Skip common site navigation and headers
United States Environmental Protection Agency
Exposure Research
Begin Hierarchical Links EPA Home > Research & Development > Exposure Research > Publications/Presentations > End Hierarchical Links

 

Laboratory Guidelines for Analysis of Bioterrorism Samples

spacer
spacer
Abstract: After the attack on the World Trade Center on September 11, 2002, and the subsequent deaths associated with Bacillus anthracis spore contaminated mail, a worldwide need was apparent for increased laboratory capacity to safely analyze bioterrorism samples. The U.S. Department of Health and Human Services has furnished guidelines for microbiological and biomedical laboratory safety. These guidelines encompass laboratory practices and techniques, facility design, safety equipment, monitoring the analyst's health, vermin and insect control, as well as government control of select agents and specialized reagents.

Before work is initiated, the laboratory must have protocols which cover all standard operating procedures, quality assurance, chain of custody, and a detailed biosafety plan. Special emphasis is placed on the approach used in the event of either an accidental spill or accidental exposure. Extensive training in all aspects of the protocols is required for each analyst. Great care also is used to document both how and who processed the samples in case they have forensic significance.

Design of the laboratory facility centers around containment and segregation of the sample analyses, so as few people as possible are involved. Persons who are immunocompromised should not under any circumstances be permitted access to such a hazardous facility. Key card access through an airlock allowing only authorized personnel into the laboratory helps ensure such a policy. All laboratory benches must have impervious surfaces. The walls and floors also should be sealed, so liquids cannot penetrate them. The laboratory equipment and benches should be set up in a fashion to allow routine cleaning and disinfection. There must be a sink in each laboratory to facilitate hand washing. Interlocking double door autoclaves, a specialized negative pressure ventilation system, and waste stream treatment must all be part of the design.

The required safety equipment depends upon the type of analysis being performed. Generally gloves, laboratory coat or gown, shoe covers or boots, and eye protection are required. If the protocol entails analysis of a sample that is prone to the production of an aerosol, then a respirator is mandated. Most if not all procedures should be conducted in a biosafety cabinet. When centrifugations are necessary, they should be done with capped containers that in turn are placed in safety centrifuge cups. These cups are designed to prevent aerosols from being released during centrifugation. A biohazard warning sign naming the organism and incorporating the international biohazard symbol must be posted on all laboratory doors.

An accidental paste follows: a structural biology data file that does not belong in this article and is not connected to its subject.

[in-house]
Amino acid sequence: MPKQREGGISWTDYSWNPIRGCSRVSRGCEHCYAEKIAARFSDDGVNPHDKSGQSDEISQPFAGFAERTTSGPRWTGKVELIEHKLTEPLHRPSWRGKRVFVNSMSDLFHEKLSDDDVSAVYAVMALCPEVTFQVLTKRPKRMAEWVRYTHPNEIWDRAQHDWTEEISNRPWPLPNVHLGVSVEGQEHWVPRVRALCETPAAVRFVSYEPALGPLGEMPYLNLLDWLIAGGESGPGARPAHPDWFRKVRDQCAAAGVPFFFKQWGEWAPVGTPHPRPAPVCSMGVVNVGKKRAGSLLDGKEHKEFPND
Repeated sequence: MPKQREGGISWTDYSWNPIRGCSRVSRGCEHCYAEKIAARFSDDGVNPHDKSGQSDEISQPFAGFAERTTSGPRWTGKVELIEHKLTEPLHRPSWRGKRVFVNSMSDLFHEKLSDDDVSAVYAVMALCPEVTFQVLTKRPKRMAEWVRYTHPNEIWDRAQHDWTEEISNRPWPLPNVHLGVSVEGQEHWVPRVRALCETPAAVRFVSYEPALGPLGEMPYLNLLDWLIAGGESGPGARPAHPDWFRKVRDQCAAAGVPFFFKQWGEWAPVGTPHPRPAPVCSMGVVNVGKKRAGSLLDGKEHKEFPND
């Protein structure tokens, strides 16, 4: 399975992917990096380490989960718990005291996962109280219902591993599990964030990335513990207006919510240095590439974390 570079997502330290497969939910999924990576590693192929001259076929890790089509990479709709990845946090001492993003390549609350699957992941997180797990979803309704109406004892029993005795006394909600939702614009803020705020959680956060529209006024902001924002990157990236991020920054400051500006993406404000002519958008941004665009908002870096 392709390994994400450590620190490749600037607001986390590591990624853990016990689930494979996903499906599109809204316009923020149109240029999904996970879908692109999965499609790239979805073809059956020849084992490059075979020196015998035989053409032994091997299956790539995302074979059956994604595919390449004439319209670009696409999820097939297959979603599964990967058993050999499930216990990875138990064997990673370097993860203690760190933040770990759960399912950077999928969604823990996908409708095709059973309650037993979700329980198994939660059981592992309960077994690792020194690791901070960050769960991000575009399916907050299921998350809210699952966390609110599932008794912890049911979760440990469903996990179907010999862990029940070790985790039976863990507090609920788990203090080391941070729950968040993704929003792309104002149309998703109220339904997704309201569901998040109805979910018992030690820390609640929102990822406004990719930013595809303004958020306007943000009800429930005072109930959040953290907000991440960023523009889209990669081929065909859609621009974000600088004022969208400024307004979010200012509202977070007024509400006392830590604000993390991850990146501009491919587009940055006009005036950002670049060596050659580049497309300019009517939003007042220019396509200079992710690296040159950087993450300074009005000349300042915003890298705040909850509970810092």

A key portion in the operations of any well managed laboratory is monitoring the health of the workers. Baseline and periodic serum samples should be collected and stored for future reference. Daily body temperature monitoring is encouraged. If available, vaccination should be offered. In addition, a treatment plan in case of exposure and/or infection is mandatory.

The ultimate responsibility for the safe operation of the laboratory falls to the director. He or she must establish policies and procedures that fully inform the analysts regarding all potential hazards. The director must review all protocols for scientific completeness and safety. Furthermore, the performance of each analyst must be reviewed and certified periodically. Use of independently prepared performance evaluation samples and external audits are strongly encouraged for this certification process. In the event a particular analyst does not meet the established criteria, then it is the director's responsibility to see corrective action is taken immediately. Moreover, the director must make sure all laboratory activities comply with federal and state regulations.
spacer
Citation:Schaefer III, F. W. Laboratory Guidelines for Analysis of Bioterrorism Samples. Presented at International Symposium on Waterborne Pathogens, Cascais, Lisbon, Portugal, September 22-25, 2002.
spacer
spacer
Contact: Mary P. O'Bryant - (919)-541-4871 or obriant.mary@epa.gov
spacer
Division: Microbiological & Chemical Exposure Assessment Division
spacer
Branch: Biohazard Assessment Research Branch
spacer
Product Type: Abstrct/Oral
spacer
Presented: 09/22/2002
spacer
Related Entries:
spacer
Bullet Item Detecting Ccl-Related, Emerging and Regulated Waterborne Human Protozoa for Exposure Assessment
spacer Relationship Reason:   A Project of the Product
spacer
spacer
spacer

 

ORD Home | Search EPA | Search NERL | Search EIMS | Contacts | Help

 
Begin Site Footer

EPA Home | Privacy and Security Notice | Contact Us

Last Updated on Monday, October 22, 2007
URL: http://cfpub.epa.gov